By The American Legion National Commander Michael D. Helm
The government rationale for the latest round of defense cuts is sequestration. I prefer to call it abdication. After the attacks on the World Trade Center and the Pentagon, politicians often accused one another of having a “pre-9/11 mentality.” Yet now, with the Executive Branch controlled by the Democrats and the Legislative Branch controlled by the Republicans, we are cutting our military to pre-World War II levels.
As the national commander of The American Legion, I have been visiting U.S. military bases around the globe. Just last month a three-star general asked me ‘what’s it going to take for people to wake-up, Paris burning?’ And this was before ISIS inspired terrorist attacks in three continents on a single day.
In addition to ISIS and al Qaeda, nations such as Russia, North Korea, Iran and China have all engaged in provocative and threatening acts. In fact, the Washington Times reported that China recently test-fired a new submarine-launched missile with the capability of inflicting nuclear strikes against all 50 states.
Lest you think that China is simply an economic threat, consider that its state run newspaper published in 2013 that a nuclear JL-2 missile strike on the western United States would kill 5 million to 12 million people.
The American Legion is committed to keeping America safe. A strong national defense is one of the pillars upon which our organization was founded. Yet, the 2016 defense budget is projected to be 31 percent less than it was in 2010. The Army plans to cut an additional 40,000 troops. These cuts are irresponsible and they are dangerous.
Unless Congress spares the military from another sequestration round, annual training will again be slashed. While we cannot definitively blame sequestration for the deaths of servicemembers, I cannot help but recall a military investigation that revealed that a 2013 training accident at a Nevada mortar range was caused by human error and inadequate training. It cost 7 U.S. Marines their lives and wounded several others.
Then there are the personnel costs associated with these budget cuts. While a strong argument can be made that a military draft would lighten the burden from the less than one percent of the brave Americans who are already defending our freedom, a strong all-volunteer force would be more cost-effective.
Yet military members are noticing the chipping away of their pay and benefits that has been occurring at an alarming rate over the years. In 2009, a Military Times survey indicated that 91 percent of military members rated their quality of life as “good” or “excellent.” In 2014, only 56 percent felt that way. Moreover, 70 percent now predict that the quality of life for servicemembers will decline.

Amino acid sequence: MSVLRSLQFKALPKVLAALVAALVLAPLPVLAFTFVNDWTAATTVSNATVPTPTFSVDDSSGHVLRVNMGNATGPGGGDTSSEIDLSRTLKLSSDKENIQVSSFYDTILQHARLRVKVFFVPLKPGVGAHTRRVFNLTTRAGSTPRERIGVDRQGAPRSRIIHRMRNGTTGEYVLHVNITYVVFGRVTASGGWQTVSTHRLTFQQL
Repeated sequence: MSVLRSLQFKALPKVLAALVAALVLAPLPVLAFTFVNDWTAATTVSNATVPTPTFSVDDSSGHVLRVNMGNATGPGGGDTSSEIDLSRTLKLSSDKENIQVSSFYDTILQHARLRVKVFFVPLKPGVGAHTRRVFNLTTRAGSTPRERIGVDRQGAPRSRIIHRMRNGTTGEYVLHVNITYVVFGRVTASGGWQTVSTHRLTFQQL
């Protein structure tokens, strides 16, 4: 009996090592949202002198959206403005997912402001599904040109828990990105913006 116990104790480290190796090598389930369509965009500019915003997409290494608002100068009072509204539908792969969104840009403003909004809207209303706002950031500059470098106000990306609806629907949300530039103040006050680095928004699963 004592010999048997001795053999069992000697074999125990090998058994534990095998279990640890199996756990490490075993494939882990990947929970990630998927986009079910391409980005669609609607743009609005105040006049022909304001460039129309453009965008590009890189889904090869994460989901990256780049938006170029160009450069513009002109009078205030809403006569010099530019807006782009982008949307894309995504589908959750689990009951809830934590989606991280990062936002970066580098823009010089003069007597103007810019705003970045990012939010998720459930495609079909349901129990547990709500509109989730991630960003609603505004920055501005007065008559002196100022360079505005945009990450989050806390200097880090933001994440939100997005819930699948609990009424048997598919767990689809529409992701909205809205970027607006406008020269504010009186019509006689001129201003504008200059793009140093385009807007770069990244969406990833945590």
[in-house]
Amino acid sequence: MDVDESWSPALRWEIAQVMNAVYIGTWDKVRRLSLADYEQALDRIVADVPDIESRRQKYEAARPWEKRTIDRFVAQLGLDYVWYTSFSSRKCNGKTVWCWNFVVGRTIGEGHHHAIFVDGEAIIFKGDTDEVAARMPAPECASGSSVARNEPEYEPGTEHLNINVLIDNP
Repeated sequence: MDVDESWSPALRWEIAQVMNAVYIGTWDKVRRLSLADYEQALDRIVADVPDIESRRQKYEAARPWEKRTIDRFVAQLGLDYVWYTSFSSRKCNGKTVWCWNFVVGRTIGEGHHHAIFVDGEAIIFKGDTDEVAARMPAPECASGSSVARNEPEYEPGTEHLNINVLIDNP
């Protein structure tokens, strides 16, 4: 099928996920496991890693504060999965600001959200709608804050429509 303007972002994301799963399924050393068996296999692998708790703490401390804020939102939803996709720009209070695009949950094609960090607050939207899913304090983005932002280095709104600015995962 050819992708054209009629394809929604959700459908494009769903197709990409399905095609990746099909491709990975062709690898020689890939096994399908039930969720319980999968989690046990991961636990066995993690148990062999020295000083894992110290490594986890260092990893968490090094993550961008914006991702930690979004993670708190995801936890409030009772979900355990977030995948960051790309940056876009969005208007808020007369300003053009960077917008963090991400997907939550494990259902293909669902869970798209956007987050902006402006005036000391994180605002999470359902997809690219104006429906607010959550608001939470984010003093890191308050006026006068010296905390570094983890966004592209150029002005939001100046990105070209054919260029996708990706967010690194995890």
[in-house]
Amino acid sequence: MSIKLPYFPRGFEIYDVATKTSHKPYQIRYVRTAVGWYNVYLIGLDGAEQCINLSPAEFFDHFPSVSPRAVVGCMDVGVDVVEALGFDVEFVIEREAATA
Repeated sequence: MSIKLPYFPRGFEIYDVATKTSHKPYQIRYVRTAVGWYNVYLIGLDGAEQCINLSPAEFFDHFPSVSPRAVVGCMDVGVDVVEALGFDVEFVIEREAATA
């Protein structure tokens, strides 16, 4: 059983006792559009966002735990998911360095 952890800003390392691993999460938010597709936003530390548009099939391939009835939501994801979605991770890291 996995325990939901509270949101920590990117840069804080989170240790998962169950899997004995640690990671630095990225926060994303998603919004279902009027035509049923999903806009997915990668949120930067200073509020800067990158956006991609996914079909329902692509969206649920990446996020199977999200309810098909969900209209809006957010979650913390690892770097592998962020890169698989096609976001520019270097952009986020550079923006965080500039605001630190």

Defense Secretary Ashton Carter has said that the military must make the services attractive to young people. He has plenty of work to do. In order to make military service a viable option to this tech-savvy generation, he can begin by shelving a recommendation of The Military Compensation and Retirement Modernization Commission which would eventually eliminate the current pension system for those who make a career of the military.
While it has become fashionable to compare private sector 401-k plans to what our military retirees receive, let’s dispel the myth that the pension system is somehow overly generous.
Unlike private sector careerists, those who spend 20 years or more in the military have been required to change duty stations every two or three years, frequently separate from their families, risk life and limb in combat zones, rigorously train in brutal conditions, uproot their children from schools and friends, interrupt careers of their working spouses, and subject themselves to a military justice system that can imprison them for disrespecting their boss. If you compensate military service in the same manner as the private sector, don’t be surprised when the best and brightest choose the private sector.
Just as importantly, we should not allow our national and elected leaders to pit personnel costs and benefits against weapons modernization and training. We can and must do both. We owe it to every man and woman in uniform that we will never send them in harm’s way without the resources to win. Our nation deserves it and our Constitution requires it.
– See more at: http://www.legion.org/pressrelease/229078/our-government%E2%80%99s-number-one-responsibility#sthash.yCe7s5e5.dpuf